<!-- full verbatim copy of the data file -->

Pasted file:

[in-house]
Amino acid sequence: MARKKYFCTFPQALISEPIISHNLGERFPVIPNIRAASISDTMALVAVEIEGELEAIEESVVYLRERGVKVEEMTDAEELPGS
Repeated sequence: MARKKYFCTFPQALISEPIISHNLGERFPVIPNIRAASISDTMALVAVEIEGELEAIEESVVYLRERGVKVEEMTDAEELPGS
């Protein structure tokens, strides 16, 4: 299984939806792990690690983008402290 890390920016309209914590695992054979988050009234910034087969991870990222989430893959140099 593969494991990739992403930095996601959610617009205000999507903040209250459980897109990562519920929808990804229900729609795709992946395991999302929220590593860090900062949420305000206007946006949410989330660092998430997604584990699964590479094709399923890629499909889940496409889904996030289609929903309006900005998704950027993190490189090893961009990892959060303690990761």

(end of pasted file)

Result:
[in-house]
Amino acid sequence: MARKKYFCTFPQALISEPIISHNLGERFPVIPNIRAASISDTMALVAVEIEGELEAIEESVVYLRERGVKVEEMTDAEELPGS
Repeated sequence: MARKKYFCTFPQALISEPIISHNLGERFPVIPNIRAASISDTMALVAVEIEGELEAIEESVVYLRERGVKVEEMTDAEELPGS
């Protein structure tokens, strides 16, 4: 299984939806792990690690983008402290 890390920016309209914590695992054979988050009234910034087969991870990222989430893959140099 593969494991990739992403930095996601959610617009205000999507903040209250459980897109990562519920929808990804229900729609795709992946395991999302929220590593860090900062949420305000206007946006949410989330660092998430997604584990699964590479094709399923890629499909889940496409889904996030289609929903309006900005998704950027993190490189090893961009990892959060303690990761």